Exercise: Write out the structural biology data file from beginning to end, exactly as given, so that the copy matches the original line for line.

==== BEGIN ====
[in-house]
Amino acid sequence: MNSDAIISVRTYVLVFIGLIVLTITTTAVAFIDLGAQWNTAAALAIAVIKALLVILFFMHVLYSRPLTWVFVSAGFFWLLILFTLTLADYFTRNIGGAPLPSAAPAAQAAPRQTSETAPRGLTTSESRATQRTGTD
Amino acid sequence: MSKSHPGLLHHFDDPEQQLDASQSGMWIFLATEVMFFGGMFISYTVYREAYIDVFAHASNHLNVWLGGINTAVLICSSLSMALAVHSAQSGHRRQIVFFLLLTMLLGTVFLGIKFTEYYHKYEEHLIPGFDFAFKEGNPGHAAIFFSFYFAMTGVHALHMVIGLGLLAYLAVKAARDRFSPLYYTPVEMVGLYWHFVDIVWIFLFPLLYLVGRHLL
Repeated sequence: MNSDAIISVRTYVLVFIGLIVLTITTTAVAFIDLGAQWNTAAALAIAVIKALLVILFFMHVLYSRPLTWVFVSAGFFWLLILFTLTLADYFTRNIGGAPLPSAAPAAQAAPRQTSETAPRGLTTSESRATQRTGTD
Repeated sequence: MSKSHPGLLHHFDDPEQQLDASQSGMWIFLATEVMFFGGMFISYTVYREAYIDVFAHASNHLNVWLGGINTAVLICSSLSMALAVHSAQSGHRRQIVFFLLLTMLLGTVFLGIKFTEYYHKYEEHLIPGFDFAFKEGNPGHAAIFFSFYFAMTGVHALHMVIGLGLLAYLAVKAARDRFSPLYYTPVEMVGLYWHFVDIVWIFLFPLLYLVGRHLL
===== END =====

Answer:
[in-house]
Amino acid sequence: MNSDAIISVRTYVLVFIGLIVLTITTTAVAFIDLGAQWNTAAALAIAVIKALLVILFFMHVLYSRPLTWVFVSAGFFWLLILFTLTLADYFTRNIGGAPLPSAAPAAQAAPRQTSETAPRGLTTSESRATQRTGTD
Amino acid sequence: MSKSHPGLLHHFDDPEQQLDASQSGMWIFLATEVMFFGGMFISYTVYREAYIDVFAHASNHLNVWLGGINTAVLICSSLSMALAVHSAQSGHRRQIVFFLLLTMLLGTVFLGIKFTEYYHKYEEHLIPGFDFAFKEGNPGHAAIFFSFYFAMTGVHALHMVIGLGLLAYLAVKAARDRFSPLYYTPVEMVGLYWHFVDIVWIFLFPLLYLVGRHLL
Repeated sequence: MNSDAIISVRTYVLVFIGLIVLTITTTAVAFIDLGAQWNTAAALAIAVIKALLVILFFMHVLYSRPLTWVFVSAGFFWLLILFTLTLADYFTRNIGGAPLPSAAPAAQAAPRQTSETAPRGLTTSESRATQRTGTD
Repeated sequence: MSKSHPGLLHHFDDPEQQLDASQSGMWIFLATEVMFFGGMFISYTVYREAYIDVFAHASNHLNVWLGGINTAVLICSSLSMALAVHSAQSGHRRQIVFFLLLTMLLGTVFLGIKFTEYYHKYEEHLIPGFDFAFKEGNPGHAAIFFSFYFAMTGVHALHMVIGLGLLAYLAVKAARDRFSPLYYTPVEMVGLYWHFVDIVWIFLFPLLYLVGRHLL